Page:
Nick Shaxson ■ Should donors boost aid to Pakistan if it won’t tax its élites?


Pak CurrencyThe U.S.-based Tax Analysts has just published a fascinating article with the bland title Should Donor Countries Push Tax Reform? The answer, we think, is generally ‘yes’ – though it depends, of course, what we mean by ‘reform.’ The article notes:

It’s no secret that Pakistan’s tax-to-GDP ratio is one of the worst in the world. According to the FBR’s most recent report on its performance in 2012-2013, the tax-to-GDP ratio dropped to a dismal 8.5 percent, down from 9.1 percent in 2011-2012

“An April 4, 2013, report from the U.K. House of Commons International Development Committee (IDC) examined the rationale for the Department for International Development’s (DFID’s) decision to increase aid to Pakistan from £267 million in 2012-2013 to £446 million in 2014-2015, which would make the country the top recipient of U.K. aid.

“If the Pakistan government is unwilling to take action to increase its revenues and improve services for its people, it cannot expect the British people to do so in the long run,” the IDC said in the report. “We cannot expect the citizens of the U.K. to pay taxes to improve education and health in Pakistan if the Pakistan elite is not paying income tax.”

This is not the first time powerful global players have questioned the wisdom of subsidising a Pakistani tax-evading élite. In 2010 we cited U.S. Secretary of State Hillary Clinton, along similar lines:

“This is one of my pet peeves: Countries that will not tax their elites but expect us to come in and help them serve their people are just not going to get the kind of help from us that they have been getting . . . Pakistan cannot have a tax rate of 9 percent of GDP when land owners and all of the other elites do not pay anything or pay so little it’s laughable, and then when there’s a problem everybody expects the United States and others to come in and help,” Clinton said to a round of applause.”

Or U.S. envoy Richard Holbrooke:

“We can’t ask American taxpayers to pay the burden if the Pakistanis don’t raise their own revenue.”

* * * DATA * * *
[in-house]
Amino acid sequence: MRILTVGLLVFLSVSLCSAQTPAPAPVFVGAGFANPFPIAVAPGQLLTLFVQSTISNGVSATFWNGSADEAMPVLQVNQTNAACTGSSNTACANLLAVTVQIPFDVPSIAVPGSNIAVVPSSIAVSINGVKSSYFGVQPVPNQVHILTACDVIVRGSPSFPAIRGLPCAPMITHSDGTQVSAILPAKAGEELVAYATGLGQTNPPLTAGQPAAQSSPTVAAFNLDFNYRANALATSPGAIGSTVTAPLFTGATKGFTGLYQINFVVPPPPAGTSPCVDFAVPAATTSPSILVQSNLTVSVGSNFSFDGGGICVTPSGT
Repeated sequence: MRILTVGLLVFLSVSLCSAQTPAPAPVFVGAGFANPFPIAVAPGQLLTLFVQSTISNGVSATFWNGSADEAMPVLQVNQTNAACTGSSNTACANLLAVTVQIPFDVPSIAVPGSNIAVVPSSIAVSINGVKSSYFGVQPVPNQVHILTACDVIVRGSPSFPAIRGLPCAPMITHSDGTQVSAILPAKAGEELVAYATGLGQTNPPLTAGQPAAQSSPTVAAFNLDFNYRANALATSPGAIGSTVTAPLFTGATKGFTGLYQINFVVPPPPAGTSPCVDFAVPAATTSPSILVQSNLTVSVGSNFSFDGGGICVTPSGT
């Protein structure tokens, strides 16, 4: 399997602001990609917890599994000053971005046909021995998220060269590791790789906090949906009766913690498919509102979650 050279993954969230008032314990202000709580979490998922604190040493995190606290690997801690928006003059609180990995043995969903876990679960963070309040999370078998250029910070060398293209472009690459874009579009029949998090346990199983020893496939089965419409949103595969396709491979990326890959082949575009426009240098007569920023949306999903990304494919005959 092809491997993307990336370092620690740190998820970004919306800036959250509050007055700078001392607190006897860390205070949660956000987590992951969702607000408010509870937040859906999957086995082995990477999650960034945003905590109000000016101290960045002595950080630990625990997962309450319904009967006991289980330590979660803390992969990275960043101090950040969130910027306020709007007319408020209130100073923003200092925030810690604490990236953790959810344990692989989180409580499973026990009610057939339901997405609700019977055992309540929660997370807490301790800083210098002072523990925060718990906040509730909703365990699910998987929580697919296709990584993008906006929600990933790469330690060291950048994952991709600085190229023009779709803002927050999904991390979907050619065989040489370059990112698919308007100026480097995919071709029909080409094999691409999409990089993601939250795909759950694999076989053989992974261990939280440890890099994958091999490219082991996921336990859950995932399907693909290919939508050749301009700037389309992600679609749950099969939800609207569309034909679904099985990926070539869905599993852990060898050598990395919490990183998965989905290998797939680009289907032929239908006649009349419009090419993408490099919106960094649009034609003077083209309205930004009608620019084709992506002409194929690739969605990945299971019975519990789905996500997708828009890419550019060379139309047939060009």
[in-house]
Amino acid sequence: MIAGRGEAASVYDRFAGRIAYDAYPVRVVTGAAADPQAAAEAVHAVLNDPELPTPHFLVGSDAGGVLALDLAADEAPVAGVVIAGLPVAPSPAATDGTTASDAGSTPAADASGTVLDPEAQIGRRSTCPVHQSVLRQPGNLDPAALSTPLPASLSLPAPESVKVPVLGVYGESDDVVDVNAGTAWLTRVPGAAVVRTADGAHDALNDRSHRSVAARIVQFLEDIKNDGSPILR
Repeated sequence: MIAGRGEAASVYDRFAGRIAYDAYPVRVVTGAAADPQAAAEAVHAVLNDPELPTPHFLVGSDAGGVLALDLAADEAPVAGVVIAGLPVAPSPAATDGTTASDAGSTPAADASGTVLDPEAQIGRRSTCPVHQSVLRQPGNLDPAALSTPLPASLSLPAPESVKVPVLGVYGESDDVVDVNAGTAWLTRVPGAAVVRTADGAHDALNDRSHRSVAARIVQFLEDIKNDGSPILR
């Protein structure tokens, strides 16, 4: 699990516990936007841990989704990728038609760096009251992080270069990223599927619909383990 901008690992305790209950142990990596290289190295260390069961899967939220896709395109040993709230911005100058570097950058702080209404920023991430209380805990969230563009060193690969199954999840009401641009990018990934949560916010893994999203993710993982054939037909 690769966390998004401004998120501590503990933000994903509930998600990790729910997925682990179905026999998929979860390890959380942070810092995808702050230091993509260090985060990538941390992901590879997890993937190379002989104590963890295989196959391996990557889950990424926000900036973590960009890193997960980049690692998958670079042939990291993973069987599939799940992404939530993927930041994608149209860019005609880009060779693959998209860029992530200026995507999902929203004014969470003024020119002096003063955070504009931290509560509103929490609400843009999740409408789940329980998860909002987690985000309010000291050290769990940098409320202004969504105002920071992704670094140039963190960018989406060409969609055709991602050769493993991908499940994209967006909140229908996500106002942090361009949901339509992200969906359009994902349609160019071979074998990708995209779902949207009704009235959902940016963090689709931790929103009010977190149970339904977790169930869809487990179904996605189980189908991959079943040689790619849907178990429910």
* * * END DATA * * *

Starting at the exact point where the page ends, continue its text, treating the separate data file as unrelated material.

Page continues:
And things in Pakistan are pretty bad. Tax Analysts quotes a report by the Pakistani nonprofits Centre for Investigative Reporting in Pakistan (CIRP) and Centre for Peace and Development Initiatives, which showed that nearly half of all lawmakers who won in Pakistan’s May 2013 general elections paid no income taxes, and that more than 10 percent didn’t even have national tax numbers, which are required in order to file tax returns.

Tax Analysts also quotes us:

“John Christensen, director of the Tax Justice Network, agreed that a top-down approach to tackling tax evasion is ideal, since individuals in the lower social classes are likely to have little incentive to pay their taxes if wealthier people can easily avoid theirs.

“A fish rots from its head,” he said. “Any attempt to tackle corrupt tax practices should start at the top, preferably with complete abolition of all tax exemptions given to politicians and a massive rolling back of exemptions to rentier and business elites. Leading by example is the best way forward.”

While Christensen opposes conditional aid in general, he sees a strong case for donor countries to make aid conditional on the creation of a progressive, fair, and transparent Pakistani tax system. External aid inflows may have had the unintended effect of alleviating pressure for reformation of Pakistan’s regressive, exemption-ridden tax system, which is undermined by tax evasion among the country’s rich and powerful. However, if aid were conditional on tax reform, Pakistani politicians, which have become reliant on that aid, would be made more accountable to external donors than to their electorates.

“The goal must be to reduce dependence by substituting tax revenues for aid flows,” Christensen said.”

Well said that man. One for our new page on aid, tax and state-building.

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